All day we were fixing things & trying to reduce things to normal. The dead were all buried in the same grave in the evening. The Battn Chaplain, Capt Single, taking the service. That evening we were relieved by the 18th Battn & returned to our billets after a trying five days in the trenches."
This rather matter-of-fact account failed to emphasise just how hard Major Hutchinson had worked over those five days or how often he had placed his own life in danger as he treated the wounded and dying.
But someone did see what happened. Arnold R. Treacher wrote to a friend relating his version of events.
"Our battalion, and more especially B Company, bore the brunt of a terrific bombardment, lasting from quarter to eight till quarter past ten on the night, Friday 5th May."
"In a salient where besides frontal fire, we were open to enfilading with shell fire from both flanks, a salient of some 500 yds in width, over 30,000 shells exploded in those 2 Â½ never to be forgotten hours
"Today one-third of our company remain. The remainder are killed, wounded and prisoners. I am not going to attempt to describe that time, my point of view is that of the man in the salient and would be too narrow, even were the details correct. All I can do is mentioned a few facts that impressed themselves on my mind.
"First - the most vivid spark of all is the work of Captain Hutchinson, the Doctor of the Battalion. He was on the scene a few minutes after the first shell exploded. From that time till daylight next morning he worked like a Trojan.
"During the actual bombardment he was seen here, there and everywhere, tending the wounded, helping someone's boys in their last moments on this earth. In and about the shell beaten parapet, the shattered parados, the dug outs, caved in, he was observed cheering the living, working all the time at express speed, on his errand of mercy to the poor fellows lying quietly at their post, or moaning feebly for the water that was not [available].
"A thousand times was he exposed to destruction from shell, bomb, machine gun and rifle, yet he came through unscathed. Luck, the vulgar may call it but you and I know better. The DSO distinction, which is coming to him, is but a small tribute to the most gallant man I saw that night. To him the greatest event in war, is not an advance or a retreat, a shifting of lines, a gallop or chase. It is the life of a man. That night I thought of George Eliot's words:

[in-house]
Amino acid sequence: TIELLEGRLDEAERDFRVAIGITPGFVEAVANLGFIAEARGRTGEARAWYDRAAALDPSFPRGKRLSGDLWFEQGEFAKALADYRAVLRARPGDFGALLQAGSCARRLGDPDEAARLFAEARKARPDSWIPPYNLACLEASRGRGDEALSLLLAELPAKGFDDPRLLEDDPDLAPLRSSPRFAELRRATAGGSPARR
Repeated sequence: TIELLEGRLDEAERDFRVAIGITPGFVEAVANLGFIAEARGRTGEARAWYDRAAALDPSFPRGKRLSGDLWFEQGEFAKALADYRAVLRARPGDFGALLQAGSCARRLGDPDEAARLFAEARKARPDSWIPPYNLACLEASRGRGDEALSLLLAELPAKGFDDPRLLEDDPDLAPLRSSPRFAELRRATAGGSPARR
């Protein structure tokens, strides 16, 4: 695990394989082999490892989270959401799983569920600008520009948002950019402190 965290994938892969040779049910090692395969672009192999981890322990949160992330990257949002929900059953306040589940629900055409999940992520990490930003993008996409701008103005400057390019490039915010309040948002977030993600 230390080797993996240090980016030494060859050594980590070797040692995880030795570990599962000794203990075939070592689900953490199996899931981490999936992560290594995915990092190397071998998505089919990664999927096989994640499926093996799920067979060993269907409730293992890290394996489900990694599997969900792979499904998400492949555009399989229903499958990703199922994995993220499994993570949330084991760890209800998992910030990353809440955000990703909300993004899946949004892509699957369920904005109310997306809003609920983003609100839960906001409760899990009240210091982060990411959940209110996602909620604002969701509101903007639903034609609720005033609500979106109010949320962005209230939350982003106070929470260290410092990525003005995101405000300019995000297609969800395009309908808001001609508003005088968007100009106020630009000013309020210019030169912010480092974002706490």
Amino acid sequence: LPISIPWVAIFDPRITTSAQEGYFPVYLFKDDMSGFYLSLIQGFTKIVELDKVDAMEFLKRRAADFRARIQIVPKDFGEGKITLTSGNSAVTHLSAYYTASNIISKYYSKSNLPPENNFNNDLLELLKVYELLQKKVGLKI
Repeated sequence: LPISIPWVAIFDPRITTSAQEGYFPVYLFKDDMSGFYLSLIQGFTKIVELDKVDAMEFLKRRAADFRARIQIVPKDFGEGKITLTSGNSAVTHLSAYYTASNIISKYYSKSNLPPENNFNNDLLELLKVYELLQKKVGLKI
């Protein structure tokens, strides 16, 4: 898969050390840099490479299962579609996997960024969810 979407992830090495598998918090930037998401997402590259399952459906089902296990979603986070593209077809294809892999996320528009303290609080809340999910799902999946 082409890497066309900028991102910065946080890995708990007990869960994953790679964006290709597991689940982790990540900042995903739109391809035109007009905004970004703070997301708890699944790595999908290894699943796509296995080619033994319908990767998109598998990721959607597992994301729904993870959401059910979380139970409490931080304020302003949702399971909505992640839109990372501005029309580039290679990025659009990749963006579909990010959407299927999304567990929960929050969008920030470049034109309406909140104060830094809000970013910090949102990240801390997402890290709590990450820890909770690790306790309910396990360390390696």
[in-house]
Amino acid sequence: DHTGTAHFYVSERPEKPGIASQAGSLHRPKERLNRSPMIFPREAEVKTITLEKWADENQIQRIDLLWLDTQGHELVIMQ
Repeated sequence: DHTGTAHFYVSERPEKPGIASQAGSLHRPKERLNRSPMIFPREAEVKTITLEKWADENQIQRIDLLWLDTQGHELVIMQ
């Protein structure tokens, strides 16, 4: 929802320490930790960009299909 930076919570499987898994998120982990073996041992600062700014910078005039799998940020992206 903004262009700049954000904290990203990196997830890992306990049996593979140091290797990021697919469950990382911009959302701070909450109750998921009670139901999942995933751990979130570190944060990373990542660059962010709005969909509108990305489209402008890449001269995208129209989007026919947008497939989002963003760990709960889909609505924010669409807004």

'Life never seems so clear and easy when the heart is beating faster at the sight of some generous self-risking deed.'
"All praise to gallant Captain Hutchinson, a man after my own heart."
Major Hutchinson's luck eventually ran out on 12 November 1916 when he was struck in the chest by shrapnel. It was then his turn to be carried out by stretcher and to be operated on to remove the splinter.
He was transferred to hospital in England where he eventually recovered enough to return to the front.
His experience of being wounded and taking more than 12 hours to get to a casualty clearing station gave him a great insight into the problems of evacuation, something he was able to take into account in his later medical activities.
Meanwhile he got on with the job and continued to defy the odds. In October 1917 he was once again in the thick of things, this time earning a DSO. The award prompted General Birdwood to write a personal note to Major Hutchinson.
I write to congratulate you most heartily upon the award to you of the DSO which I am so glad to see, for you have so fully deserved this recognition for your good work in charge of evacuation of the wounded from the forward area during the operations near Zonnebeke from 7th to 11th October.
I know that you maintained personal contact with the regimental aid posts under very great difficulties, and in continually patrolling the bearer lines, and supervising the relief stretcher bearers, you had to wade knee deep in mud, and at times over your waist in water, while you displayed an utter disregard for your personal safety in passing through heavy enemy barrages.
I know how untiring you were throughout the whole period, and how much the successful evacuation of the wounded was dependent on your good work, for which I sincerely thank you.
With kind regards and good wishes for the future,
The material for this article was supplied by Mr J. F. Hutchinson and Mr K.E. Hutchinson of New South Wales